Zones, Classes, and Data model

Managing IT security in a complex environment such as IoT systems requires a classification and organization schema. This paper introduces the Zero Outage Security Taxonomy for IoT. It reuses ideas and elements from the tested and proven ESARIS Security Taxonomy which was developed for a different architecture used for the provisioning of office and enterprise IT services. Both Taxonomies use the composition of information technology systems and of ITSM activities. They are not using IT security slang and can therefore be understood by all involved experts. – Nevertheless, IoT systems require additional concept which are newly introduced in this chapter.

Both Taxonomies cover elements which are delivered by different parties. But whereas the ESARIS Security Taxonomy is primarily made for IT services delivered by an IT Service Provider to user organizations in a one-to-many service model, IoT systems may consist of more or less independent subsystems or, more precisely, combine systems from different areas of responsibilities. Whereas an IT Service Provider mostly takes full responsibility for the IT service delivered to user organizations, possession and responsibility may be more complex in IoT environments.

The Zones concept comprises the identification of involved parties and the analysis of their roles. For IoT systems, the Zones concept shall be used together with Taxonomy for IoT. E.g., possession of and responsibility for data needs to be considered when analyzing a data flow through the elements depicted in the Taxonomy. Appropriate separation needs to be implemented relating to e.g. zones like the edge (with things and related networks), aggregation and pre-processing (operations platform, gateways), and business applications (applications and cloud). Zones may overlap. Major principles can be specified in the area Orchestration, Attainment and Validation (ORA) mentioned in section “Details of areas in other clusters (upper half)“.

It can also be useful or even necessary to define different security measures for different areas of responsibility (which can also be called Zones) – but not due to different capabilities for implementing them. Security measures (on the Orchestration Layer) should anyhow be defined in an implementation independent way. Defining different security measures for different Zones can be useful or necessary since technologies and risks are fundamentally different. An entertainment area and a traffic signaling system can, for example, show large differences here. But areas of responsibilities may also result in having defined different solutions (security measures) since different areas are treated differently achieving a similar level of IT security. Zones can also be considered to result in having multiple instances of Taxonomy areas, e.g. reflecting the existence of numerous factories with different purpose and construction. Contrary to this, multiple instances of equal or similar factories shall follow one standard.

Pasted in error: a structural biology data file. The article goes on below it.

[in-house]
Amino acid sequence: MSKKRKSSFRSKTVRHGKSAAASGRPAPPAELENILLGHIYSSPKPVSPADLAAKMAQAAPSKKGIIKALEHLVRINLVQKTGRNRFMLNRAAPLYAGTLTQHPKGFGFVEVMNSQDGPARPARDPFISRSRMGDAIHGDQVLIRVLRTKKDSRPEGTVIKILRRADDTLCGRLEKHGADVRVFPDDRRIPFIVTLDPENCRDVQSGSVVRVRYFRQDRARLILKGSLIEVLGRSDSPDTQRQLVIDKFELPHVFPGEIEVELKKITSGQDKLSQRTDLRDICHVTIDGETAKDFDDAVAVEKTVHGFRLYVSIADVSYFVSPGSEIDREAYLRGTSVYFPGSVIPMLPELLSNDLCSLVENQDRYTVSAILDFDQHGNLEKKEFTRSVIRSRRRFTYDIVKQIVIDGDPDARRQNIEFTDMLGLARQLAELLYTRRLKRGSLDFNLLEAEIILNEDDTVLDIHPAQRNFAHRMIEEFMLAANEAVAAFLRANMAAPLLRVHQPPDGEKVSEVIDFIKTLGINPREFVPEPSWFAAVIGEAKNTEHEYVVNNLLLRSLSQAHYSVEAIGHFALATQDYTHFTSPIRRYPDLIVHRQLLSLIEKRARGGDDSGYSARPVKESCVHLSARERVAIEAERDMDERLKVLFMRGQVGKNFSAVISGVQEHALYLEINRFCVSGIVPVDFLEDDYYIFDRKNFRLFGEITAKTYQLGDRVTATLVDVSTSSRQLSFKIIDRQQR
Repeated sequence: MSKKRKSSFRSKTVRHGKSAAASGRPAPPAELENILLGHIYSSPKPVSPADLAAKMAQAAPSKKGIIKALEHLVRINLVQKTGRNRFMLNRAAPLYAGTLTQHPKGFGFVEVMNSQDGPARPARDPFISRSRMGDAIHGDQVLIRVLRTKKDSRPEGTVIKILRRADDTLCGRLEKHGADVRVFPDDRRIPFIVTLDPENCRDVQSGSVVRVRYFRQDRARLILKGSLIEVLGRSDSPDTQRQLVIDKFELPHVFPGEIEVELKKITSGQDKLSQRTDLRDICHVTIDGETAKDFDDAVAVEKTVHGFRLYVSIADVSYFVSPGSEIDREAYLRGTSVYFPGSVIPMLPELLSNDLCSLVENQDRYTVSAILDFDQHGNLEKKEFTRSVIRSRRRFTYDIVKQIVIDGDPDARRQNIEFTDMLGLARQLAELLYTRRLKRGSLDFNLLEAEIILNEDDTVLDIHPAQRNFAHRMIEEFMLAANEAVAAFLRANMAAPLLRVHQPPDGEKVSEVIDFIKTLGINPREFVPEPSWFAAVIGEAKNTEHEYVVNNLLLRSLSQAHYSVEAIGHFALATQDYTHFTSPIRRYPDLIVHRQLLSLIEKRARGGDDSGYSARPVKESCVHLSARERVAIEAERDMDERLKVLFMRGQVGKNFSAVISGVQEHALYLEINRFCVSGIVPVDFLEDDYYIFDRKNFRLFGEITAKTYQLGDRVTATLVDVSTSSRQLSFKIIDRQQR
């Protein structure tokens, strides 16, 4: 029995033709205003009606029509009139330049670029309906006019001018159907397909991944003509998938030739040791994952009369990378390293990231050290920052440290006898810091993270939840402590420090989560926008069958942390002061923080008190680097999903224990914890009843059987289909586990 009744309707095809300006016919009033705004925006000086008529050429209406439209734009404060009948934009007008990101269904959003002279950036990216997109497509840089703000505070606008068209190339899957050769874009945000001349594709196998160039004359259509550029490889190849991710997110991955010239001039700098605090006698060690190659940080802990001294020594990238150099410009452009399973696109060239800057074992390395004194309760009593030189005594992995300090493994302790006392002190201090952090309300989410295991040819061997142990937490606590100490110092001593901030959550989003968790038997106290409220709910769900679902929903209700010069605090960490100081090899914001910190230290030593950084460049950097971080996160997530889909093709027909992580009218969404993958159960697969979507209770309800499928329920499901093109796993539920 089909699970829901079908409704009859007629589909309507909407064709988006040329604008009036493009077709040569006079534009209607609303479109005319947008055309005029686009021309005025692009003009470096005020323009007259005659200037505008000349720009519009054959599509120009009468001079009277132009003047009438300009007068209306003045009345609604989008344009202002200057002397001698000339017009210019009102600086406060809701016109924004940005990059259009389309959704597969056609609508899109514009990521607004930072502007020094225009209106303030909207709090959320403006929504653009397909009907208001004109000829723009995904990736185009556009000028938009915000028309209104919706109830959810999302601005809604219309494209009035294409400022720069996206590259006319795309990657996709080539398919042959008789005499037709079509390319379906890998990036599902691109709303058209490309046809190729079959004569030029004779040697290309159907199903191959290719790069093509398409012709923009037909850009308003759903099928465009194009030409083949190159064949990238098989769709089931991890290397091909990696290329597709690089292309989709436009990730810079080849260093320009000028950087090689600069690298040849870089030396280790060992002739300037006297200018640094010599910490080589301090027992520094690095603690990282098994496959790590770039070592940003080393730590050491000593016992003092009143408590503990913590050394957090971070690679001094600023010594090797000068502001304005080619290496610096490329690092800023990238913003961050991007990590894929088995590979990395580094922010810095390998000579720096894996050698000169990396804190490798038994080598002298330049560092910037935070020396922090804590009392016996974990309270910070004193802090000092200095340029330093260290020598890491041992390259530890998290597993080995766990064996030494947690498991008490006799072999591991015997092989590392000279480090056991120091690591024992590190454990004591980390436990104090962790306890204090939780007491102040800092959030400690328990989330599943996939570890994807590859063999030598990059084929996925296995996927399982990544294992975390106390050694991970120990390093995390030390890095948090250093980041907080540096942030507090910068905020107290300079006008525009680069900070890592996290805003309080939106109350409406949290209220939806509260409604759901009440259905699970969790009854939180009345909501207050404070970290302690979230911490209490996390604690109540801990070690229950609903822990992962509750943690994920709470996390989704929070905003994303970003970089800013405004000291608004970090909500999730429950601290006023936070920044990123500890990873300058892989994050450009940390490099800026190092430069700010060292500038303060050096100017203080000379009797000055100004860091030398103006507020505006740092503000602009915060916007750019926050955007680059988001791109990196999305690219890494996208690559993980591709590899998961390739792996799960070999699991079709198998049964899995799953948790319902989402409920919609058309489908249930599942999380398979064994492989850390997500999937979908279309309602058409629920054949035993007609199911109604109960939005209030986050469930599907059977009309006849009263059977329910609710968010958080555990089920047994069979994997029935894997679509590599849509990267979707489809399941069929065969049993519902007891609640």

Zones are used to assign and understand responsibilities. Since design and implementation errors and related vulnerabilities are passed on to the next level of integration and building up the IoT system, it is advantages to work with a lifecycle-oriented, technical view of the IoT system’s composition. We call this lifecycle-oriented IT stack. It helps understanding how faults are passed on in the supply-chain. It also helps understanding how security measures should be designed to avoid this progression of faults and to at least allow to fix them afterwards. More detail about the lifecycle-oriented IT stack is provided in section “Lifecycle-oriented IT stack“.

To summarize, the areas in the Zero Outage Security Taxonomy for IoT may be split into or assigned to different Zones when stipulating security measures in form of security standards for the areas. Zones is a new concept that is added for IoT. – In case of office IT or enterprise IT, areas in the Taxonomy are also assigned to parties which allows to understand and manage the supply chain including responsibilities for IT security. Due to the nature of this business, all areas and elements are “single purpose”, they simply built on each other contributing to delivering one well-defined customer-facing IT service. In the world of IoT, areas may cover different things and related elements may be “multi-purpose” serving different applications in a different way requiring meeting different requirements. Zones is a concept helping to manage these special characteristics of IoT systems.

Classes is also a new concept added for IoT. Like Zones, Classes split security specifications or areas of the taxonomy into several parts. But contrary to Zones, Classes consider the fact that different security measures must be defined and implemented due to different capabilities for implementing them. The “things” have, for example, different levels of functional capabilities requiring different security measures to be put in place. But risks may also be different. Updating software (patching) is a good example for different capabilities. Patching may not be possible for all types of devices. Architectural decisions like connectivity aspects also play a role and determine if specific security measures are necessary as detailed below.